You've Got Questions...
Why the VALOR Firm?
VALOR stands for Veterans Appeals and Legal Outreach Resource. We also like to think it's somewhat descriptive of our client base.
I just received a Notice of Decision from the VA and I didn't get the rating I wanted - what do I do?
File a Notice of Disagreement! You have one year to file a Notice of Disagreement which preserves your opportunity to appeal the decision rating. If you wait longer than a year to file your NOD, you will likely have to refile your claim and be subject to a later effective date. You must file the VA Form 21-0958 - the VA will not accept any other format (letter, email, etc.).
What should I say in the Notice of Disagreement?
The VA's Form requires the veteran to identify each specific issue of disagreement and the area of disagreement. Only those issues identified by the veteran on the Form will be considered on appeal. So be a little general, make sure you cover everything you don't like about the VA's decision, and when in doubt, write it down.
What should I expect after filing the Notice of Disagreement?
You should receive a letter offering review of the Regional Office decision by a Decision Review Officer. This review is not required to maintain your appeal, but if you think the VA made an obvious mistake (missed a date, failed to include a particular doctor's opinion in its review, etc.) this is a way to resolve the issue quicker than going through the formal substantive appeal to the Board of Veterans' Appeals.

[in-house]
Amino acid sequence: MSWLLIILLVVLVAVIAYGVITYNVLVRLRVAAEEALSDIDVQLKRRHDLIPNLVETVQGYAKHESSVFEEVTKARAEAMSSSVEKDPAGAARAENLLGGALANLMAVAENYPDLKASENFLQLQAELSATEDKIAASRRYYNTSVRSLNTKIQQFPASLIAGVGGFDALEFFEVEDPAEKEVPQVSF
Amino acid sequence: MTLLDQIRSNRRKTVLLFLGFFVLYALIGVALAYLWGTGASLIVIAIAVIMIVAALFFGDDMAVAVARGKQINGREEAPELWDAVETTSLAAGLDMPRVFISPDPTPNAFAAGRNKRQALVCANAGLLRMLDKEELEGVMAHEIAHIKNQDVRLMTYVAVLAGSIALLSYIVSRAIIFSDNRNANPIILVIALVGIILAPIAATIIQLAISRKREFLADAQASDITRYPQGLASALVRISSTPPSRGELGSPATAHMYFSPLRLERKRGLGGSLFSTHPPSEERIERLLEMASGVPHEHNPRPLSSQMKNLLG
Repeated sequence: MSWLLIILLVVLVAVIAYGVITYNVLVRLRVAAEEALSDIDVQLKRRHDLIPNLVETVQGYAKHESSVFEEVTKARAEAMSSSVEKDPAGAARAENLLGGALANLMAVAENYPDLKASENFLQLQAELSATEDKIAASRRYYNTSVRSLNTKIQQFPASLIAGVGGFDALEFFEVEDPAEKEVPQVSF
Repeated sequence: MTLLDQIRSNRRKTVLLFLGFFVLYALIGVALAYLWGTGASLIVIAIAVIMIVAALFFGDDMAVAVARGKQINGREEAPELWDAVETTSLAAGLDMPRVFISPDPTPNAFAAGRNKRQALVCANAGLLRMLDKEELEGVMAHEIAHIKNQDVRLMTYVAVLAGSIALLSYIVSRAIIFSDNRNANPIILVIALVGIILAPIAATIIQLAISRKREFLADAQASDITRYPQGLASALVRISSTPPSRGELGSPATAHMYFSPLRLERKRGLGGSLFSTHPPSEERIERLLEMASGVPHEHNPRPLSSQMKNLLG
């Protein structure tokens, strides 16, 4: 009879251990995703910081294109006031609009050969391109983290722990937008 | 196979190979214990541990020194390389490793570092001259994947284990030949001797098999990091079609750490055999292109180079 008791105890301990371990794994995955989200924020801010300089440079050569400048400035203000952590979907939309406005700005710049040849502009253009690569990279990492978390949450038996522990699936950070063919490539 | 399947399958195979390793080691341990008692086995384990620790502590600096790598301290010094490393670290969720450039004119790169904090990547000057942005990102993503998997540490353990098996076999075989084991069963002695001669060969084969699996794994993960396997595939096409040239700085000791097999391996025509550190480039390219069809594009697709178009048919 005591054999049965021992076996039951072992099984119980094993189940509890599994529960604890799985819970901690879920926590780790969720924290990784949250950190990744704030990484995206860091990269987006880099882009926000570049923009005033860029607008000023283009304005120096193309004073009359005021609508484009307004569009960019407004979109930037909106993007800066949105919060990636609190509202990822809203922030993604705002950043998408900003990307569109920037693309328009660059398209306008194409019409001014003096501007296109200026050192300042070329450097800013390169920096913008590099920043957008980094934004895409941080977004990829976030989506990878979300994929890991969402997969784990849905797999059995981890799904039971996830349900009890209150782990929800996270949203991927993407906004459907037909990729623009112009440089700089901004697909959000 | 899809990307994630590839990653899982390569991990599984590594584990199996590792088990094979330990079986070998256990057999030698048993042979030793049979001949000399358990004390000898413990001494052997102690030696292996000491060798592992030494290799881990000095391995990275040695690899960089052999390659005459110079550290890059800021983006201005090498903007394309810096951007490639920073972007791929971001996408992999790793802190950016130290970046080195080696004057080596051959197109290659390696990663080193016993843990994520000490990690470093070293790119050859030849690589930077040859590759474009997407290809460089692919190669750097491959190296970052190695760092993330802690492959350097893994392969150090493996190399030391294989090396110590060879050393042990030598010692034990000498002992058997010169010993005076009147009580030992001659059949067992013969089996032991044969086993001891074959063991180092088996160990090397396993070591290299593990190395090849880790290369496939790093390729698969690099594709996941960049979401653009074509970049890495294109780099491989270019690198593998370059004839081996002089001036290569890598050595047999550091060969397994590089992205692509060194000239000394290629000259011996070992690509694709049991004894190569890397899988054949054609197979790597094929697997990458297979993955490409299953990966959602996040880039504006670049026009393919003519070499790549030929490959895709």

Whether you opt for review by a Decision Review Officer or not, you will eventually receive from the VA a Statement of the Case. Once you receive this Statement of the Case, you can file your appeal using VA Form 9. The VA's Statement of the Case will tell you you have 60 days to file your appeal, but you can (and probably will need to) ask for an extension of time in which to develop your evidence and also gather all the records the VA used to make its decision.
What do I need to appeal?
You're allowed to submit any evidence, including evidence gathered or developed after the VA decided your claim, to support your appeal. You should also request from the VA your Claims File, also referred to as the C-File. This is the record which the VA relied upon to make its decision, so you want to be looking at the same information so you can dispute their conclusions. You can schedule an appointment by calling the VA's hotline - (800) 827-1000 - to view a copy of your C-File. You should review the entire file to make sure it's complete and that there are no records in your file that belong to someone else. After viewing the file and correcting any mistakes you should request a hard copy of the C-File.
If you are having difficulties obtaining a copy of your C-File, we may be able to help. The VA extends special access to VA-Accredited attorneys (which we are) to view claims information directly on their system.
You're in New Orleans and Miami; I'm in Ohio - can you represent me?
YES! We represent veterans nationwide and all over the world against the VA. We are each VA-accredited and members of our respective states' bar. We are not required to be licensed as an attorney in your state to handle your claims appeal.
Call or text us at (504) 218-2510, email at firstname.lastname@example.org, or fill out the form on our Contact page.